Alliance to Save Energy, Energy-Efficient Lighting: Lumens vs. Watts
National Geographic, Green Living, Lumens vs. Watts for LED Bulbs

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Have you ever wondered just how that electricity got to your light bulb or microwave?

The electricity powering your light bulb is produced in a power plant by generators. Energy cannot be created or destroyed just changed from one form to another. Newly generated electricity is then transported over the power grid to your electrical outlet.

The United States has three power grids that keep the lower 48 states powered:

  • The Eastern Interconnected System east of the Rocky Mountains
  • The Western Interconnected System from the Pacific Ocean to the Rocky Mountains
  • Texas Interconnected System

These three separate systems are interconnected and require constant oversight to ensure that all the components are linked together. Since large quantities of electricity cannot be stored effectively or efficiently, electricity must be produced as it is used, this increases the need to watch over the grid. Control centers are utilized to monitor the supply and demand to safeguard against blackouts. To avoid blackouts there must always be a perfect balance between supply and demand.

From the control centers electricity is constantly monitored as it travels from the power plants to high-voltage power lines that transport electricity throughout the three grids. The higher the voltage the more efficiently they transport electricity. In other words the higher the voltage the more electricity will get to the end point. However, there will always be losses as electricity flows through the power grid.

From the high voltage power lines the electricity is “stepped-down” to lower voltage power lines, utility poles and wires before it can be safely used in your home or office.

Do you know how much you are paying for the electricity you use?

Why not reduce your electricity rate with Realgy Energy Services. Give one of our Energy Brokers a call (877) 300-6747 or check out our website for more info www.realgyenergyservices.com

Source:

BoingBoing, Where electricity comes from

US Energy Information Administration, Energy In Brief, What is the electrical power grid, and what are some challenges it faces?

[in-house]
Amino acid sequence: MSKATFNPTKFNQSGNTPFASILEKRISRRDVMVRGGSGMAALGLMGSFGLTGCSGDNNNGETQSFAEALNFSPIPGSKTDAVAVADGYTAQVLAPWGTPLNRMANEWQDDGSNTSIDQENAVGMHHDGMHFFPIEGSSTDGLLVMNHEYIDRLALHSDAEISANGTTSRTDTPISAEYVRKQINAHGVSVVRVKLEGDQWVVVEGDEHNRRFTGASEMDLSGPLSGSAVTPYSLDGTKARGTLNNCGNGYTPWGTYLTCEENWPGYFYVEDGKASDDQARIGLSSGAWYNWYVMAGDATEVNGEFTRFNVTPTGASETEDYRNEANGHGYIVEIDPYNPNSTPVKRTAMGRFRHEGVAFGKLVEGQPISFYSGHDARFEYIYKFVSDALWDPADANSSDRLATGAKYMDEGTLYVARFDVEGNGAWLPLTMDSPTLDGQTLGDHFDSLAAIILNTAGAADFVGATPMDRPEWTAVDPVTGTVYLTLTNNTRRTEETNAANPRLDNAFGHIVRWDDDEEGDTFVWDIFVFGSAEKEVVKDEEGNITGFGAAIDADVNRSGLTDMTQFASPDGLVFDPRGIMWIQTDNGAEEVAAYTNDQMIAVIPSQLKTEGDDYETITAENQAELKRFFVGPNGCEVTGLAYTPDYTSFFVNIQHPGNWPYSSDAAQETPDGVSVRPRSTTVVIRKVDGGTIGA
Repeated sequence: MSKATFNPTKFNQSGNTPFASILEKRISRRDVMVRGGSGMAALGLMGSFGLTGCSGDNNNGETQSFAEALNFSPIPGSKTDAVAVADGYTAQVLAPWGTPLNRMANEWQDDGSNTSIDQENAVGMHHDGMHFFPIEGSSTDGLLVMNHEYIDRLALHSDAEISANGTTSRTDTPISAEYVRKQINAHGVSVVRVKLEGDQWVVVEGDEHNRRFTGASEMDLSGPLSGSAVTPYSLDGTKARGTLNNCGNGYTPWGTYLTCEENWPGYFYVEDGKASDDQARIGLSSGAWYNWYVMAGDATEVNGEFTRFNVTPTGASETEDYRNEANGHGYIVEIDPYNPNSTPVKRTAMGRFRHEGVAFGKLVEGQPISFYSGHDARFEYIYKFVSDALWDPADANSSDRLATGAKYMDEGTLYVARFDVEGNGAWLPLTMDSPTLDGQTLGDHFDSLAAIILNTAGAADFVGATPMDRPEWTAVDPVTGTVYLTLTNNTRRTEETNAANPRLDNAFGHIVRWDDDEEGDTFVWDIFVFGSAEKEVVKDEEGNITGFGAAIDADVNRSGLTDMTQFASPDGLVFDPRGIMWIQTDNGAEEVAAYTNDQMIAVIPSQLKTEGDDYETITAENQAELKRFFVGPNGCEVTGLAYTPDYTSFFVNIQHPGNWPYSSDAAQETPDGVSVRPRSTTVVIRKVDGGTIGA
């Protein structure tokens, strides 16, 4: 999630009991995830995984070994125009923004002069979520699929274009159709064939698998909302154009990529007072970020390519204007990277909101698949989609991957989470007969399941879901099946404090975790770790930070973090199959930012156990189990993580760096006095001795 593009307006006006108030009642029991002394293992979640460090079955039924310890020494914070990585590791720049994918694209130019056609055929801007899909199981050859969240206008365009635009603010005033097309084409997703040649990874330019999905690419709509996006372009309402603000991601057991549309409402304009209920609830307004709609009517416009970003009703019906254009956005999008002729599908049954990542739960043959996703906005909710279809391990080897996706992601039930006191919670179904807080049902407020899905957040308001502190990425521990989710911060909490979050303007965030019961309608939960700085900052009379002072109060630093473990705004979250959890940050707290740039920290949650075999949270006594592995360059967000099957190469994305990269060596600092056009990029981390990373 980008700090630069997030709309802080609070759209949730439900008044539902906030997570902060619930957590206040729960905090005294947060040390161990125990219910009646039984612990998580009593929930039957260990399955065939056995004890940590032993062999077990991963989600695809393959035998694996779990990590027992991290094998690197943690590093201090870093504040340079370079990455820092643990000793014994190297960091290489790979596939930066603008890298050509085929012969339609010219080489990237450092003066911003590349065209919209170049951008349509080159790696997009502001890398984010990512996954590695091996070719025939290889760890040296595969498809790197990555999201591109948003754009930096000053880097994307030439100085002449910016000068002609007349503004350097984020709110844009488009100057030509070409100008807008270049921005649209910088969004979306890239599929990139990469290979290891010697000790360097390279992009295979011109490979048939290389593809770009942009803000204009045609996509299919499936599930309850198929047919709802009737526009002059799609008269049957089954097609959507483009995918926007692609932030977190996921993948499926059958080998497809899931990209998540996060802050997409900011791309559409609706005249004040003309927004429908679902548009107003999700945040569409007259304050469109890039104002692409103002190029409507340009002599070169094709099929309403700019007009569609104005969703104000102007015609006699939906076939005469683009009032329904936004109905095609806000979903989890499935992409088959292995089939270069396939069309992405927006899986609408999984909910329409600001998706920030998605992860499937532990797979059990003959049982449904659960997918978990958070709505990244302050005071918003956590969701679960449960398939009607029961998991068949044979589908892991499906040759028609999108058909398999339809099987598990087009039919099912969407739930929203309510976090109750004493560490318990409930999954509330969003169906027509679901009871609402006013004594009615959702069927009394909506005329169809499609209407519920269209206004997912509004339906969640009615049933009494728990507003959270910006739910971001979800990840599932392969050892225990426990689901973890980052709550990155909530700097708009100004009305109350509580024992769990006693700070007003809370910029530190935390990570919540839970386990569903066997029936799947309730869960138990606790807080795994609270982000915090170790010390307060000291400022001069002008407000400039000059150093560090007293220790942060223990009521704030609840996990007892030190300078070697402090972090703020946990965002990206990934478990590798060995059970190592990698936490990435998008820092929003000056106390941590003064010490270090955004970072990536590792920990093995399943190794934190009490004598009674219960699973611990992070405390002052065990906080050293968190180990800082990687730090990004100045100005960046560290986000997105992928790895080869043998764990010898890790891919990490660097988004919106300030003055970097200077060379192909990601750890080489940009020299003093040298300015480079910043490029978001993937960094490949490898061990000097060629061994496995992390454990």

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Are vampires sucking your electricity?

Standby or vampire power as it is most commonly referred to, wastes $10 Billion of Electricity Annually in the United States alone. The average US household has about 40 electronic devices that constantly draw small amounts of power.

Top 10 Energy Vampires in Your home

  1. Laptop computer chargers
  2. answering and machines
  3. Computer  printer
  4. TVs and cable boxes,
  5. VCRs, DVD players, DVD recorders, digital video recorders,
  6. phone and iPod chargers
  7. hubs and routers,
  8. video camera battery charger
  9. plugged-in electric toys
  10. night lights

Check out the Vampire Power Sucks website for tip on how to reduce vampire power. 

Edit: January 2013 this website is no longer available. If you would like to learn more about Vampire Energy check out the Energy Star site:

Energy Star, Standby Power and Energy Vampires

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Researchers are generating power using viruses

This might sound weird but researchers at Berkeley Lab have developed a method to generate power using a virus.

The harmless M13 bacteriophage virus converts mechanical energy into electricity, and is the first generator to produce electricity by harnessing the piezoelectric properties of a biological material.

Testing the generator produced enough current to run a small liquid-crystal display. Image courtesy of Berkley Lab

This new technology will one day make it possible to charge your smartphone as you walk, thanks to a paper-thin generator on the sole of your shoe. Can you imagine all the other great uses for this type of generator.

Learn more about this amazing technology and even watch a video on how it works at the Berkeley Labs website

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ComEd Outage Alert Map and Mobile App